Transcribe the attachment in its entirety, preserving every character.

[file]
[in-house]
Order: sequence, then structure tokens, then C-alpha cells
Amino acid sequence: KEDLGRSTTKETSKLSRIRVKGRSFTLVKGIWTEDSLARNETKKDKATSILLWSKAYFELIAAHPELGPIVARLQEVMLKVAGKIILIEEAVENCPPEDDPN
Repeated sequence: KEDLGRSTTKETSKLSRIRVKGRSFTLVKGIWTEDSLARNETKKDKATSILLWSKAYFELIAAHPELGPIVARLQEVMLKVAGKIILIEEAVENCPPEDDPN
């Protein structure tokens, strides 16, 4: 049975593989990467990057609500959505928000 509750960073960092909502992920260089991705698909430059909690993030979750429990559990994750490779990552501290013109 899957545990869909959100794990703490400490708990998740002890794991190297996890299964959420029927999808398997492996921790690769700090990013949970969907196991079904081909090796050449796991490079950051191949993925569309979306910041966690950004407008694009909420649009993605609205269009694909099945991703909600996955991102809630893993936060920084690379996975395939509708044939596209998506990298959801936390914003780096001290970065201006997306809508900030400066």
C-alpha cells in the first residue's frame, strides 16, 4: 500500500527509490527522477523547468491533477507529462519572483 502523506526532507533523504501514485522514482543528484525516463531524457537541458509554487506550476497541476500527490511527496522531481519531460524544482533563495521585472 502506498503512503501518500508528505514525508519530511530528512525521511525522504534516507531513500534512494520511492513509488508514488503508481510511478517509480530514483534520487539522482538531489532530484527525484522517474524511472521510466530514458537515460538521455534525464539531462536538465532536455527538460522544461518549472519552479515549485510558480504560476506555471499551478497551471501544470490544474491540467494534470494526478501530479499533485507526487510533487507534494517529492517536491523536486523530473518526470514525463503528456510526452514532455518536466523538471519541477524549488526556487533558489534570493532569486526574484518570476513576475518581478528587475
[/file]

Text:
[in-house]
Order: sequence, then structure tokens, then C-alpha cells
Amino acid sequence: KEDLGRSTTKETSKLSRIRVKGRSFTLVKGIWTEDSLARNETKKDKATSILLWSKAYFELIAAHPELGPIVARLQEVMLKVAGKIILIEEAVENCPPEDDPN
Repeated sequence: KEDLGRSTTKETSKLSRIRVKGRSFTLVKGIWTEDSLARNETKKDKATSILLWSKAYFELIAAHPELGPIVARLQEVMLKVAGKIILIEEAVENCPPEDDPN
């Protein structure tokens, strides 16, 4: 049975593989990467990057609500959505928000 509750960073960092909502992920260089991705698909430059909690993030979750429990559990994750490779990552501290013109 899957545990869909959100794990703490400490708990998740002890794991190297996890299964959420029927999808398997492996921790690769700090990013949970969907196991079904081909090796050449796991490079950051191949993925569309979306910041966690950004407008694009909420649009993605609205269009694909099945991703909600996955991102809630893993936060920084690379996975395939509708044939596209998506990298959801936390914003780096001290970065201006997306809508900030400066």
C-alpha cells in the first residue's frame, strides 16, 4: 500500500527509490527522477523547468491533477507529462519572483 502523506526532507533523504501514485522514482543528484525516463531524457537541458509554487506550476497541476500527490511527496522531481519531460524544482533563495521585472 502506498503512503501518500508528505514525508519530511530528512525521511525522504534516507531513500534512494520511492513509488508514488503508481510511478517509480530514483534520487539522482538531489532530484527525484522517474524511472521510466530514458537515460538521455534525464539531462536538465532536455527538460522544461518549472519552479515549485510558480504560476506555471499551478497551471501544470490544474491540467494534470494526478501530479499533485507526487510533487507534494517529492517536491523536486523530473518526470514525463503528456510526452514532455518536466523538471519541477524549488526556487533558489534570493532569486526574484518570476513576475518581478528587475